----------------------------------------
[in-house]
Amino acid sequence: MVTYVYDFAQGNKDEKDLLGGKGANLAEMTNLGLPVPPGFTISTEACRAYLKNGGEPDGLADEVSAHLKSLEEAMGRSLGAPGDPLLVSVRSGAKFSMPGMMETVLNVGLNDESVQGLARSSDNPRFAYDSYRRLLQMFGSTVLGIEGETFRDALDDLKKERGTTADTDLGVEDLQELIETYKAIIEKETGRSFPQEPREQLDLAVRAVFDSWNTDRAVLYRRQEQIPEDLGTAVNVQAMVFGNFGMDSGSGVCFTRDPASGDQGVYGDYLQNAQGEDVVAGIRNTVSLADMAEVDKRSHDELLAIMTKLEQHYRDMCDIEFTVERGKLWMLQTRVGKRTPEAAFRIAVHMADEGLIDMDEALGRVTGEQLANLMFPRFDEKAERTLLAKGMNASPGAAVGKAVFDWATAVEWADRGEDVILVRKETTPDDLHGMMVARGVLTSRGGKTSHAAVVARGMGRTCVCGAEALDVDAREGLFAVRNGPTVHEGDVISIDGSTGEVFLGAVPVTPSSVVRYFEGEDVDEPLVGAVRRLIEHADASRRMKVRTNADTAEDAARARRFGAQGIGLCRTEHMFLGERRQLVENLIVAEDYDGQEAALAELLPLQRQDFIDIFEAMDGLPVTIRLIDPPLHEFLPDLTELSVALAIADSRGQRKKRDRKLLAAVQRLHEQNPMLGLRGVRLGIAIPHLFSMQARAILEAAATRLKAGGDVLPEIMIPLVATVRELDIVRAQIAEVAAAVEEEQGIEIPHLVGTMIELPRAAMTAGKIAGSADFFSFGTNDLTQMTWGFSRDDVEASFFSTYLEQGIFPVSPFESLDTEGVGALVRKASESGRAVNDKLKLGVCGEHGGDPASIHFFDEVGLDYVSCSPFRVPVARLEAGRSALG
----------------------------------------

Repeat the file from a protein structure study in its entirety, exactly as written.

[in-house]
Amino acid sequence: MVTYVYDFAQGNKDEKDLLGGKGANLAEMTNLGLPVPPGFTISTEACRAYLKNGGEPDGLADEVSAHLKSLEEAMGRSLGAPGDPLLVSVRSGAKFSMPGMMETVLNVGLNDESVQGLARSSDNPRFAYDSYRRLLQMFGSTVLGIEGETFRDALDDLKKERGTTADTDLGVEDLQELIETYKAIIEKETGRSFPQEPREQLDLAVRAVFDSWNTDRAVLYRRQEQIPEDLGTAVNVQAMVFGNFGMDSGSGVCFTRDPASGDQGVYGDYLQNAQGEDVVAGIRNTVSLADMAEVDKRSHDELLAIMTKLEQHYRDMCDIEFTVERGKLWMLQTRVGKRTPEAAFRIAVHMADEGLIDMDEALGRVTGEQLANLMFPRFDEKAERTLLAKGMNASPGAAVGKAVFDWATAVEWADRGEDVILVRKETTPDDLHGMMVARGVLTSRGGKTSHAAVVARGMGRTCVCGAEALDVDAREGLFAVRNGPTVHEGDVISIDGSTGEVFLGAVPVTPSSVVRYFEGEDVDEPLVGAVRRLIEHADASRRMKVRTNADTAEDAARARRFGAQGIGLCRTEHMFLGERRQLVENLIVAEDYDGQEAALAELLPLQRQDFIDIFEAMDGLPVTIRLIDPPLHEFLPDLTELSVALAIADSRGQRKKRDRKLLAAVQRLHEQNPMLGLRGVRLGIAIPHLFSMQARAILEAAATRLKAGGDVLPEIMIPLVATVRELDIVRAQIAEVAAAVEEEQGIEIPHLVGTMIELPRAAMTAGKIAGSADFFSFGTNDLTQMTWGFSRDDVEASFFSTYLEQGIFPVSPFESLDTEGVGALVRKASESGRAVNDKLKLGVCGEHGGDPASIHFFDEVGLDYVSCSPFRVPVARLEAGRSALG